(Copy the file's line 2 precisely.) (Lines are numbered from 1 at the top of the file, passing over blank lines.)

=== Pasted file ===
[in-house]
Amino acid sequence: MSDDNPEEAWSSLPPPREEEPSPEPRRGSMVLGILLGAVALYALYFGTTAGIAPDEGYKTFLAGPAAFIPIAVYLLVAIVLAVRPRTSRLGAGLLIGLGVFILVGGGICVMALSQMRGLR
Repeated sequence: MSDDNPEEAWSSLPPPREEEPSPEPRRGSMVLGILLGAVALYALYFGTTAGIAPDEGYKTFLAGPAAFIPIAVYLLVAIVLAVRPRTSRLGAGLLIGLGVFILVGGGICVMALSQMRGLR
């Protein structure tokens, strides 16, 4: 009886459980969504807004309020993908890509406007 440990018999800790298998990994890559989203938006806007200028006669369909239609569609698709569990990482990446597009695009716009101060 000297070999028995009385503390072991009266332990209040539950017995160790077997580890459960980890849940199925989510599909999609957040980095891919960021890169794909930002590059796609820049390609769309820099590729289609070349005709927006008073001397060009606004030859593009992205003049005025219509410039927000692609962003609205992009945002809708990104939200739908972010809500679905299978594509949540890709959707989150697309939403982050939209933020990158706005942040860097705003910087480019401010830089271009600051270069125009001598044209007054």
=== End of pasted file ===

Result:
Amino acid sequence: MSDDNPEEAWSSLPPPREEEPSPEPRRGSMVLGILLGAVALYALYFGTTAGIAPDEGYKTFLAGPAAFIPIAVYLLVAIVLAVRPRTSRLGAGLLIGLGVFILVGGGICVMALSQMRGLR